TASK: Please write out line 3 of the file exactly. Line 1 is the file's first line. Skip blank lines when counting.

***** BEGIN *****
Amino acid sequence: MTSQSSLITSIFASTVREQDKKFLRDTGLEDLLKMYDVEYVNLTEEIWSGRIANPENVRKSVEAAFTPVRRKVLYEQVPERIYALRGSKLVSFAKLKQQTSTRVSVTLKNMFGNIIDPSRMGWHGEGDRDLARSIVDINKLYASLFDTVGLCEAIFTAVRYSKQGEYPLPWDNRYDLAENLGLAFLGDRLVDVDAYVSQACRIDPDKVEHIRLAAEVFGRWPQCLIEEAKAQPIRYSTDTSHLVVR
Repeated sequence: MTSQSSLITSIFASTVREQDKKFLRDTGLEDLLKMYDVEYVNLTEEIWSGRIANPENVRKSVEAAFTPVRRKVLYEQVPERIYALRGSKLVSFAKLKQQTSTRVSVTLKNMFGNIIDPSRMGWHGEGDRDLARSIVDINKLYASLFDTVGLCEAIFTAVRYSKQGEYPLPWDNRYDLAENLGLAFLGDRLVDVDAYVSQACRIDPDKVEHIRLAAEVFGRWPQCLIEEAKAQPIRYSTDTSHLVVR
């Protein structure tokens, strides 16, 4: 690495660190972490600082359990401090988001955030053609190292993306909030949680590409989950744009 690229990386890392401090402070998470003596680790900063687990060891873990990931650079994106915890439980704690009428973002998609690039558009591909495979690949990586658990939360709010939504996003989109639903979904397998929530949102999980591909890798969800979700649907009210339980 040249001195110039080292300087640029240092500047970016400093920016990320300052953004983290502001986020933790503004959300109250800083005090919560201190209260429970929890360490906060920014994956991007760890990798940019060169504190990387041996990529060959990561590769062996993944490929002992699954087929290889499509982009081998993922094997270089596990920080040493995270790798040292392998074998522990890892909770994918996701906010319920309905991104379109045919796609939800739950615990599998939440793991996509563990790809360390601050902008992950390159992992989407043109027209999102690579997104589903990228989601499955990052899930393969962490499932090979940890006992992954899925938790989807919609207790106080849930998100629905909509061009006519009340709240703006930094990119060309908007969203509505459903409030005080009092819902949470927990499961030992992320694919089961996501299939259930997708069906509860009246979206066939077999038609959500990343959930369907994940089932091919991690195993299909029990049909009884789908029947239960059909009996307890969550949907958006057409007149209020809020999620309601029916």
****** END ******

């Protein structure tokens, strides 16, 4: 690495660190972490600082359990401090988001955030053609190292993306909030949680590409989950744009 690229990386890392401090402070998470003596680790900063687990060891873990990931650079994106915890439980704690009428973002998609690039558009591909495979690949990586658990939360709010939504996003989109639903979904397998929530949102999980591909890798969800979700649907009210339980 040249001195110039080292300087640029240092500047970016400093920016990320300052953004983290502001986020933790503004959300109250800083005090919560201190209260429970929890360490906060920014994956991007760890990798940019060169504190990387041996990529060959990561590769062996993944490929002992699954087929290889499509982009081998993922094997270089596990920080040493995270790798040292392998074998522990890892909770994918996701906010319920309905991104379109045919796609939800739950615990599998939440793991996509563990790809360390601050902008992950390159992992989407043109027209999102690579997104589903990228989601499955990052899930393969962490499932090979940890006992992954899925938790989807919609207790106080849930998100629905909509061009006519009340709240703006930094990119060309908007969203509505459903409030005080009092819902949470927990499961030992992320694919089961996501299939259930997708069906509860009246979206066939077999038609959500990343959930369907994940089932091919991690195993299909029990049909009884789908029947239960059909009996307890969550949907958006057409007149209020809020999620309601029916």